A Russian state-run media website recently reported that Moscow plans to build the "biggest aircraft carrier in the world" to compete with the US's 11 full-sized Nimitz-class aircraft carriers.
The new Russian carrier concept, called the "Shtorm," would match the size of the US's current carriers, displacing about 100,000 tons and carrying a similar number of aircraft, despite the the site's claim that it would be the biggest carrier in the world.
Russia currently has only one aircraft carrier, the Soviet-built Admiral Kuznetsov, which after decades in service jsut completed its first combat deployment to Syria, where it struggled to remain operational and lost at least two planes.
"On the Russian ship's deck there were about 30 planes, while an American aircraft carrier can carry up to 90," a Russian defense official told the site, Russia Beyond The Headlines, comparing the Kuznetsov to US carriers. "Also, the take-off speed on the Admiral Kuznetsov was a few minutes, while on an American aircraft carrier three planes can take off in one minute. Moreover, there are many tasks that the Russian ship cannot perform today. Therefore, Russia needs a new modern aircraft carrier."
While Russia does field a "global navy" of an impressive number of ships with potent and long-range offensive capabilities, it sorely lacks the power projection provided by aircraft carriers. The Kuznetsov was built mainly for coastal defense, and without a nuclear power plant, needs considerable support to travel between theaters.
Under sanctions for Russia's 2014 annexation of Crimea and hounded by the low cost of oil, the site admits that Moscow would struggle to fund the carrier project, and even beyond the ship, it would need to build 90 or so planes.
While they do have carrier-based planes, like the MiG-29K, the Shtorm concept calls for T-50 planes, Russia's proposed entry into the fifth generation of combat aircraft. The T-50's production, like the Shtorm's, has been plagued with underperforming results while promising big increases to Russia's combat capability.
Critics of the T-50 have called it fifth generation "in name only" as it fails to deliver on stealth and advanced avionics like the US F-22 and F-35.
Russia previously shopped the Shtorm concept to India, which is looking for a new, larger aircraft carrier as the older Soviet carriers it fields continue to age.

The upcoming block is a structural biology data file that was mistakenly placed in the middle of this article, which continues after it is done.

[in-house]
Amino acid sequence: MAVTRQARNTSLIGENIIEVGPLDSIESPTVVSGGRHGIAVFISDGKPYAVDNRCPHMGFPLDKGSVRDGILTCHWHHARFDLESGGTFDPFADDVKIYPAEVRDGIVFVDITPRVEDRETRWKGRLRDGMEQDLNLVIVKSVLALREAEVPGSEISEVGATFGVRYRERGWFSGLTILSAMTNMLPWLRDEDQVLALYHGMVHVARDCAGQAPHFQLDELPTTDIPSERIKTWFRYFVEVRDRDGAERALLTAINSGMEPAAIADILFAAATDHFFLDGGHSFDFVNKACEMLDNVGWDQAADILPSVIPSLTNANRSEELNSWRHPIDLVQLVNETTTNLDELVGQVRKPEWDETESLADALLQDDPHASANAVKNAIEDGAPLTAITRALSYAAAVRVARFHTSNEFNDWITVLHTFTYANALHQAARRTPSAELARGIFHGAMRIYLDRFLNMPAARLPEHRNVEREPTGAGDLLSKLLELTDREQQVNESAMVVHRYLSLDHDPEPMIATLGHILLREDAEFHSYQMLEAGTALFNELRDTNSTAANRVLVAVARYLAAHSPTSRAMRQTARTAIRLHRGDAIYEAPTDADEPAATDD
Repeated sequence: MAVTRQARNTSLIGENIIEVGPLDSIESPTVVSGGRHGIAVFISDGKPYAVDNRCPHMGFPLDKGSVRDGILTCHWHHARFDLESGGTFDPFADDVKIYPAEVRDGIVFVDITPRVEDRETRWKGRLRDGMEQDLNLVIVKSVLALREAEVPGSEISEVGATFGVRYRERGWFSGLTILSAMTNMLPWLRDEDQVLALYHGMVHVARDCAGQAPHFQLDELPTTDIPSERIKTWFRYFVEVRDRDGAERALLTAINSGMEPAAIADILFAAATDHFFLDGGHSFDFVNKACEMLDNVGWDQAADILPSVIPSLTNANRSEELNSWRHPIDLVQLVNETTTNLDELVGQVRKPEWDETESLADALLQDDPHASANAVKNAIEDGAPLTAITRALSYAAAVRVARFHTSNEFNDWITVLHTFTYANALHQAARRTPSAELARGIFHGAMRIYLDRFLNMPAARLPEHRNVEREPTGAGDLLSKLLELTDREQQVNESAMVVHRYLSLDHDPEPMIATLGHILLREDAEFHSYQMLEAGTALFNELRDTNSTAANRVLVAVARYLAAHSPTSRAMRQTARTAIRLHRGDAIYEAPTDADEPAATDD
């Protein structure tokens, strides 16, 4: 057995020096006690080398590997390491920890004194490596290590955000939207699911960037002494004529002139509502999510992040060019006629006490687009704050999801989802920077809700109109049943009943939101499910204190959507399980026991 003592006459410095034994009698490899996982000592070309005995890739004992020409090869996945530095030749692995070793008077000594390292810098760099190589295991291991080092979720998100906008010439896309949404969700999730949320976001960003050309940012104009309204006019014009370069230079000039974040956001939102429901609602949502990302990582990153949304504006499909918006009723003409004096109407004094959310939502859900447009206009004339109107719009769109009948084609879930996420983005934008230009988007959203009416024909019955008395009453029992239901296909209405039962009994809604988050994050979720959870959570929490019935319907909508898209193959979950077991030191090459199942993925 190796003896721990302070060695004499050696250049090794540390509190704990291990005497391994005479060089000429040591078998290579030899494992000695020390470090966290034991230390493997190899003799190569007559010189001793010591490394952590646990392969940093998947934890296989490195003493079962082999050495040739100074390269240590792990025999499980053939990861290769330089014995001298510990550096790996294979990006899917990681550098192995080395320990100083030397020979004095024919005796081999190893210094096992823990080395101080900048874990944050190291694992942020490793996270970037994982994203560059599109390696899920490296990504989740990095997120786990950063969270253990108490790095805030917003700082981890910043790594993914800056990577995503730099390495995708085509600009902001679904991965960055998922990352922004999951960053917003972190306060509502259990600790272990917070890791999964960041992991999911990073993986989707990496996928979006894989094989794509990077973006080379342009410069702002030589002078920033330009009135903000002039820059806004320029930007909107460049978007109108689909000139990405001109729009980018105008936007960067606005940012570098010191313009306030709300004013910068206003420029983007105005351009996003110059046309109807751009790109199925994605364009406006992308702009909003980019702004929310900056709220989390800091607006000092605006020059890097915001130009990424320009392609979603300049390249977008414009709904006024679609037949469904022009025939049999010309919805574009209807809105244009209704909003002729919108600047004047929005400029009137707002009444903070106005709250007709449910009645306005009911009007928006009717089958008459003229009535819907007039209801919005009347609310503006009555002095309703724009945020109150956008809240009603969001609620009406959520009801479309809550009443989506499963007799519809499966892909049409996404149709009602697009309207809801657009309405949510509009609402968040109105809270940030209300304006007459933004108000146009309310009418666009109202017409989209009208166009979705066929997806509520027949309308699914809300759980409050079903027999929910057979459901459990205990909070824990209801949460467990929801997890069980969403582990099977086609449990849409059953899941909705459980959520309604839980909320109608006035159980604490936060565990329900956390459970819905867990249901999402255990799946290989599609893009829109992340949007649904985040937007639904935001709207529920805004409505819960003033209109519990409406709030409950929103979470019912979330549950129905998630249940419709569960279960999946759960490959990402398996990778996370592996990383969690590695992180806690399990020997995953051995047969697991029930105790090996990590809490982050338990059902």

While vacations and travel are ideally tranquil trips that can put a mind at ease, it is important that travelers are constantly aware of their surroundings. This is especially true for hotel security, retired Navy SEAL Clint Emerson writes in his book 100 Deadly Skills.
Travelers in "high-risk regions may wish ... to construct additional fortifications" in their hotel rooms as doors and locks can be particularly flimsy, according to Emerson. Additionally, stolen keys and corrupt hotel workers may also provide easy access to the room regardless of the door's strength.
As doors remain the number one route of entry into hotel rooms, Emerson encourages travelers to learn the following skills to prevent hotel room invasions while travelers are still in the room lounging, sleeping, or using the bathroom.
For hotel doors that open outwards into the hallway, travelers should attach a nylon line from the room's doorknob to an immobile position in the hotel room. This could be the leg of the bed or another locked doorknob elsewhere in the room.
For doors that open inwards, travelers have more protection options. One potential option is to wedge doorjambs around the area of the door frame. This would reinforce the entirety of the door against being kicked in.
Additionally, security devices can be purchased that prevent a door from swinging inwards. As a last resort, furniture in the hotel room can be piled in front of the hotel room door to create an immovable barricade.
Jeremy Bender contributed to an earlier version of this post.
SEE ALSO: How to pick locks and break padlocks
At a joint press conference with Italian Prime Minister Paolo Gentiloni on Thursday, Fox News reporter John Roberts asked President Donald Trump about North Korean leader Kim Jong Un's mental health.
"Do you believe that the leader of North Korea is mentally unstable? Is he a man who can be reasoned with?" asked Roberts.